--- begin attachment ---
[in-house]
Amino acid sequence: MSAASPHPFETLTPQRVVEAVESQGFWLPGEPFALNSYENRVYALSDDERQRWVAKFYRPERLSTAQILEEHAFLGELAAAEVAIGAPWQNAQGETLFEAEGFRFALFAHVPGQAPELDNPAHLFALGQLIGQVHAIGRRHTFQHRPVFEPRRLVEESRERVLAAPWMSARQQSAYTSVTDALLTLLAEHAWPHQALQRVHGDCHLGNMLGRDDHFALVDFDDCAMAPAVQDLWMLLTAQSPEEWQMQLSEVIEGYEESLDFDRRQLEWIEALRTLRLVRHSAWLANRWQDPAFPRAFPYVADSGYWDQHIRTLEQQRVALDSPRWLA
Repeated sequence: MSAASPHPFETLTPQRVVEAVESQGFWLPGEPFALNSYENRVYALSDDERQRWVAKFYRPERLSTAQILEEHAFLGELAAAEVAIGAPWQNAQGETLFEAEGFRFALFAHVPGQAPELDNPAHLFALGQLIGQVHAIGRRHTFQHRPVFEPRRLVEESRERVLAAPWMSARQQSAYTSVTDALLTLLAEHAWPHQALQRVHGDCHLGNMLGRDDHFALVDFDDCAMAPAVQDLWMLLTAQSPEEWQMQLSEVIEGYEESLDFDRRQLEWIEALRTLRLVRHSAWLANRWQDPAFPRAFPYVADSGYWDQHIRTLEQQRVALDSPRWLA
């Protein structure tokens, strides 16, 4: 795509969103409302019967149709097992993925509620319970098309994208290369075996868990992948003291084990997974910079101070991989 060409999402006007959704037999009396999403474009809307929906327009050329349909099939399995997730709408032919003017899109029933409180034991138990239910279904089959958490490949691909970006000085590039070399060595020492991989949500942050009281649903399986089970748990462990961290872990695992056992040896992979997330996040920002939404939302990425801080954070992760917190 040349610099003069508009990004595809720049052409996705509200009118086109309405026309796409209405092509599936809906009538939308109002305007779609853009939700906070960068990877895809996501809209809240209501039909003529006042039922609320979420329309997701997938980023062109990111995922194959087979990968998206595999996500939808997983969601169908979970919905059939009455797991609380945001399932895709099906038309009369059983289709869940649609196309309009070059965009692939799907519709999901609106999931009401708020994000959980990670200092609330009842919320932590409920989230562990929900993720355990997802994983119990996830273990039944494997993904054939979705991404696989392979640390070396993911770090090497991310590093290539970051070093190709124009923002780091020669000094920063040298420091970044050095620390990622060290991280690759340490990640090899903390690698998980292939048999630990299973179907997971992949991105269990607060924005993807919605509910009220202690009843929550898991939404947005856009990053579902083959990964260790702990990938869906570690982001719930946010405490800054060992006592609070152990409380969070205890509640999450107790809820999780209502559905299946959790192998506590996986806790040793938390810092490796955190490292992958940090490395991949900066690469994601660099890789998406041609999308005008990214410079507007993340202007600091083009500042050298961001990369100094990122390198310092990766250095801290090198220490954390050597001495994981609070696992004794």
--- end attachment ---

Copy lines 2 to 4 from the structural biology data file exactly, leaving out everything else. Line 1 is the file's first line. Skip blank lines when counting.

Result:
Amino acid sequence: MSAASPHPFETLTPQRVVEAVESQGFWLPGEPFALNSYENRVYALSDDERQRWVAKFYRPERLSTAQILEEHAFLGELAAAEVAIGAPWQNAQGETLFEAEGFRFALFAHVPGQAPELDNPAHLFALGQLIGQVHAIGRRHTFQHRPVFEPRRLVEESRERVLAAPWMSARQQSAYTSVTDALLTLLAEHAWPHQALQRVHGDCHLGNMLGRDDHFALVDFDDCAMAPAVQDLWMLLTAQSPEEWQMQLSEVIEGYEESLDFDRRQLEWIEALRTLRLVRHSAWLANRWQDPAFPRAFPYVADSGYWDQHIRTLEQQRVALDSPRWLA
Repeated sequence: MSAASPHPFETLTPQRVVEAVESQGFWLPGEPFALNSYENRVYALSDDERQRWVAKFYRPERLSTAQILEEHAFLGELAAAEVAIGAPWQNAQGETLFEAEGFRFALFAHVPGQAPELDNPAHLFALGQLIGQVHAIGRRHTFQHRPVFEPRRLVEESRERVLAAPWMSARQQSAYTSVTDALLTLLAEHAWPHQALQRVHGDCHLGNMLGRDDHFALVDFDDCAMAPAVQDLWMLLTAQSPEEWQMQLSEVIEGYEESLDFDRRQLEWIEALRTLRLVRHSAWLANRWQDPAFPRAFPYVADSGYWDQHIRTLEQQRVALDSPRWLA
């Protein structure tokens, strides 16, 4: 795509969103409302019967149709097992993925509620319970098309994208290369075996868990992948003291084990997974910079101070991989 060409999402006007959704037999009396999403474009809307929906327009050329349909099939399995997730709408032919003017899109029933409180034991138990239910279904089959958490490949691909970006000085590039070399060595020492991989949500942050009281649903399986089970748990462990961290872990695992056992040896992979997330996040920002939404939302990425801080954070992760917190 040349610099003069508009990004595809720049052409996705509200009118086109309405026309796409209405092509599936809906009538939308109002305007779609853009939700906070960068990877895809996501809209809240209501039909003529006042039922609320979420329309997701997938980023062109990111995922194959087979990968998206595999996500939808997983969601169908979970919905059939009455797991609380945001399932895709099906038309009369059983289709869940649609196309309009070059965009692939799907519709999901609106999931009401708020994000959980990670200092609330009842919320932590409920989230562990929900993720355990997802994983119990996830273990039944494997993904054939979705991404696989392979640390070396993911770090090497991310590093290539970051070093190709124009923002780091020669000094920063040298420091970044050095620390990622060290991280690759340490990640090899903390690698998980292939048999630990299973179907997971992949991105269990607060924005993807919605509910009220202690009843929550898991939404947005856009990053579902083959990964260790702990990938869906570690982001719930946010405490800054060992006592609070152990409380969070205890509640999450107790809820999780209502559905299946959790192998506590996986806790040793938390810092490796955190490292992958940090490395991949900066690469994601660099890789998406041609999308005008990214410079507007993340202007600091083009500042050298961001990369100094990122390198310092990766250095801290090198220490954390050597001495994981609070696992004794």